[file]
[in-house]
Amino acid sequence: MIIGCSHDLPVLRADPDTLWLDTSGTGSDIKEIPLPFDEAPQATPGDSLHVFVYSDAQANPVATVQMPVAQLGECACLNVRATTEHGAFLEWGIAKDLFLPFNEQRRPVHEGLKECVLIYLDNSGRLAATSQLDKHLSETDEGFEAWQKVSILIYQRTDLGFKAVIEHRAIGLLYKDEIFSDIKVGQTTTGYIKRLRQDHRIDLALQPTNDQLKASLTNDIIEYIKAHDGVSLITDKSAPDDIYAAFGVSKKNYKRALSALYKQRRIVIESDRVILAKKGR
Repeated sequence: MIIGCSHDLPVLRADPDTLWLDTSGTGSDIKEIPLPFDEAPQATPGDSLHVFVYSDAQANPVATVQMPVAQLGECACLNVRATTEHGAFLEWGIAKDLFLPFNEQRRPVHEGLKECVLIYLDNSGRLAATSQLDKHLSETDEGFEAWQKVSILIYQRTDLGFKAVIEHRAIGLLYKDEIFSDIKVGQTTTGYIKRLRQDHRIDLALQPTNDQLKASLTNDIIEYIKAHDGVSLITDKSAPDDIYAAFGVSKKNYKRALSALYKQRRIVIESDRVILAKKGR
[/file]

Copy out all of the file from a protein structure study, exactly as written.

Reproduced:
[in-house]
Amino acid sequence: MIIGCSHDLPVLRADPDTLWLDTSGTGSDIKEIPLPFDEAPQATPGDSLHVFVYSDAQANPVATVQMPVAQLGECACLNVRATTEHGAFLEWGIAKDLFLPFNEQRRPVHEGLKECVLIYLDNSGRLAATSQLDKHLSETDEGFEAWQKVSILIYQRTDLGFKAVIEHRAIGLLYKDEIFSDIKVGQTTTGYIKRLRQDHRIDLALQPTNDQLKASLTNDIIEYIKAHDGVSLITDKSAPDDIYAAFGVSKKNYKRALSALYKQRRIVIESDRVILAKKGR
Repeated sequence: MIIGCSHDLPVLRADPDTLWLDTSGTGSDIKEIPLPFDEAPQATPGDSLHVFVYSDAQANPVATVQMPVAQLGECACLNVRATTEHGAFLEWGIAKDLFLPFNEQRRPVHEGLKECVLIYLDNSGRLAATSQLDKHLSETDEGFEAWQKVSILIYQRTDLGFKAVIEHRAIGLLYKDEIFSDIKVGQTTTGYIKRLRQDHRIDLALQPTNDQLKASLTNDIIEYIKAHDGVSLITDKSAPDDIYAAFGVSKKNYKRALSALYKQRRIVIESDRVILAKKGR